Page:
If owning a vehicle is high on the priority list for your company, then hire purchase is another method to consider. As with outright purchase there are some great benefits to be had and is the right choice if the business owner is looking to own the asset at the end of the agreement. Again, this method will show as a depreciating asset on your balance sheet. The company will have the responsibility for payment and interest liability for the duration of the contract, which could have a detrimental effect on gearing ratios. However, with this method, you will still benefit from main dealer servicing, reducing the burden of repairing the vehicle.

To remove depreciating assets from the balance sheet, a company can choose to acquire a vehicle through a number of methods. Flexible vehicle hire is one option which really does deliver some significant financial benefits. As it is classified as an operating lease, there is no depreciating asset because the supplier will have ownership of the vehicle rather than the hirer and there is no liability on the part of the hirer. They do not enter into a contract for payment and are not therefore dictated by the terms of a contract, which can result in a negative impact on a gearing ratio. In one flexible vehicle hire case I’ve worked on, we managed to erase £1.2 million in liability from a company – freeing up a gearing ratio to allow them to borrow money. However, with flexible vehicle hire you will never own the vehicle and won’t benefit from main dealer servicing, but you will be able to de-fleet in quiet periods and have a healthier, better-looking balance sheet – particularly appealing for businesses affected by seasonality. Significant savings can also be made on SMR, with no exposure to other associated costs of vehicle ownership; vehicle parts, consumables and breakdown services, for instance.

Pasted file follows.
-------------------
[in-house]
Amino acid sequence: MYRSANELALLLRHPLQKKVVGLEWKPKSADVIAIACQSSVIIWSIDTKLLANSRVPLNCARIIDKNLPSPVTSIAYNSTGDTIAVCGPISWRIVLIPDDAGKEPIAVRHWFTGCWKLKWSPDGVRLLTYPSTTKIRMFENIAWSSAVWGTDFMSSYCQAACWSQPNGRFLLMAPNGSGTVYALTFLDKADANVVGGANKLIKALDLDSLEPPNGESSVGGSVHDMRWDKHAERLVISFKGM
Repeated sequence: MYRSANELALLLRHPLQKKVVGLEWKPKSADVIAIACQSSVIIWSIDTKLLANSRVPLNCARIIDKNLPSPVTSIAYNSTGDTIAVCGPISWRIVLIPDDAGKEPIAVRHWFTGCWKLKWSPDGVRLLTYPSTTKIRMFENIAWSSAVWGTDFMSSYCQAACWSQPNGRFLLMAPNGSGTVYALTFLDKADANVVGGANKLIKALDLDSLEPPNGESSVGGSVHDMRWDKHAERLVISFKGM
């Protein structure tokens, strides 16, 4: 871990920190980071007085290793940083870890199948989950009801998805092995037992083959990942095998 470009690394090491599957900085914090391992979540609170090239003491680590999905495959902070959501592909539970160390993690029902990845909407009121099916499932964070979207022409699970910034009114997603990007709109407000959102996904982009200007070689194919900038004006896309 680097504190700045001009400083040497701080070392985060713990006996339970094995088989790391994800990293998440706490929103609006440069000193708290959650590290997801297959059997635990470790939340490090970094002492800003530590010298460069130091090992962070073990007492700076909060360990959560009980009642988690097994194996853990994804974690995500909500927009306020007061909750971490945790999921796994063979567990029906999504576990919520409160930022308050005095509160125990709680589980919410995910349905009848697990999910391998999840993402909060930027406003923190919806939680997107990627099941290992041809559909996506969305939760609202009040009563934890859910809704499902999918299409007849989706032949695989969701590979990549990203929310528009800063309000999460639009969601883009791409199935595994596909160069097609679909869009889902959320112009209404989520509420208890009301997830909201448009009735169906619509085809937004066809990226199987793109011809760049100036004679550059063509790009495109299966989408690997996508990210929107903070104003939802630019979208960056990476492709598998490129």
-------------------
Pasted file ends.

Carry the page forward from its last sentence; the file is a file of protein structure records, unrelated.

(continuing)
Contract hire does not necessarily offer the same benefits as flexible vehicle hire, as the term and the proportion of the cost of the asset the business takes on, dictates whether or not it appears on balance sheet. Also, in some instances servicing and maintenance is limited, resulting in additional time and money spent by the businesses owner to manage this via a third party dealer. Another aspect to be aware of are mileage penalties. I have heard countless stories of unsightly mileage penalties when businesses have gone over their planned miles. In one instance, one of my customers clocked up £2,000 in mileage penalties, meaning that they could no longer afford to run the vehicle. However, on the plus side, with fixed monthly repayments and no problems with vehicle disposals, contract hire definitely does offer some benefits.

This isn’t by any means an extensive list, as we’ve simply focused on the financial impact of vehicle acquisition in this article. There are numerous operational benefits to these options too, but this should offer you a balanced view of what is out there, making your decisions around vehicle acquisition easier. Personal experience of this scenario through the businesses I have worked with means I know what a minefield it can be. All businesses really want to do is run profitably, without added hassle.

When businesses do choose to come to Northgate, many have switched 100% of their fleet from purchase and contract hire, whilst others use our product to complement their existing fleet. However, those who use us for all of their vehicles all have one thing in common; a desire to save money and run an efficient and effective fleet, whilst improving their business’ financial strength.